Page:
Posts tagged Rhizomatic learning
Individualized Learning through Rhizomatic Design

While group-based learning through a sequence can be a useful approach for elected classes as it is easier to assume student "buy in" or motivation, group-based learning can be a difficult approach for mandated classes that include students who do not wish to attend the class or are initially uninterested in CS. In addition, group-based learning is often based on the pacing of the average student, which is a pace that is often too fast or slow for students who fall outside of the class average. This poster, and the resulting discussions, posits a rhizomatic approach to curricular and experience design that encourages individualized learning within group settings. Rather than moving through CS concepts and practices in a prescribed sequence, a rhizomatic approach encourages self-directed learning along multiple paths or an entirely undefined path. This poster challenges educators to question in what ways the curricula and pedagogies they are familiar with might be modified to encourage equitable learning for a multitude of axiologies (values) or ontologies (ways of being) by creating a space for interests to guide learning.

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Toward Equitable Learning through Rhizomatic Design

Rather than lecturing about rhizomatic design and learning, this session models the approach by exploring the topic rhizomatically. The idea behind this short session is to dip your toes into the topic while simultaneously providing enough resources to dive deeper after the session is over. 

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Facilitating Multiple Programming Languages in One Space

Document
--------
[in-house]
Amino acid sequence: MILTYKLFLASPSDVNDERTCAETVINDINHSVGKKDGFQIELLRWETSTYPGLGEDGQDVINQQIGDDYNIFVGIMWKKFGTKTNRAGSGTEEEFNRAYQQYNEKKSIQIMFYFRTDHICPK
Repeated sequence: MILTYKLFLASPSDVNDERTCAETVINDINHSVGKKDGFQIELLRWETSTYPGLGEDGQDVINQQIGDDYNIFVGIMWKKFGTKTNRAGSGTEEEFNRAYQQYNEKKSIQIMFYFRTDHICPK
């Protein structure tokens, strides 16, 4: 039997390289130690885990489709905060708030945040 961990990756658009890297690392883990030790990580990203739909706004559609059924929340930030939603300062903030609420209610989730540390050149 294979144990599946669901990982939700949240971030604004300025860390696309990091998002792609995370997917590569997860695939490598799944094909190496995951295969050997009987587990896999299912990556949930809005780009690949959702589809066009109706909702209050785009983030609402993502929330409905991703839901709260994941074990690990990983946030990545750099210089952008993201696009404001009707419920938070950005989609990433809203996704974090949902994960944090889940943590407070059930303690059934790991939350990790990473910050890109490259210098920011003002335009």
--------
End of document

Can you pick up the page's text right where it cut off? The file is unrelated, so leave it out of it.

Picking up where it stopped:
This lightning talk describes considerations for facilitating multiple programming languages in one space. I provide video examples of what it looks like when young coders select from four different programming languages to create projects of interest. Following an overview of what coders created in the classes I designed and facilitated, I discuss considerations for simultaneously facilitating multiple languages; this discussion includes quick suggestions for selecting and creating resources, questioning techniques, peer-to-peer mentoring, room setup, and more.

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Interest-driven Coding Projects

This lightning talk describes considerations for designing interest-driven coding projects. I provide examples of what an interest-driven coding class looks like and how projects are designed for a variety of experience levels and interests within a shared space. I discuss some of the research informing this approach, share examples of interest-driven projects, and provide suggestions for creating interest-driven coding projects and resources.

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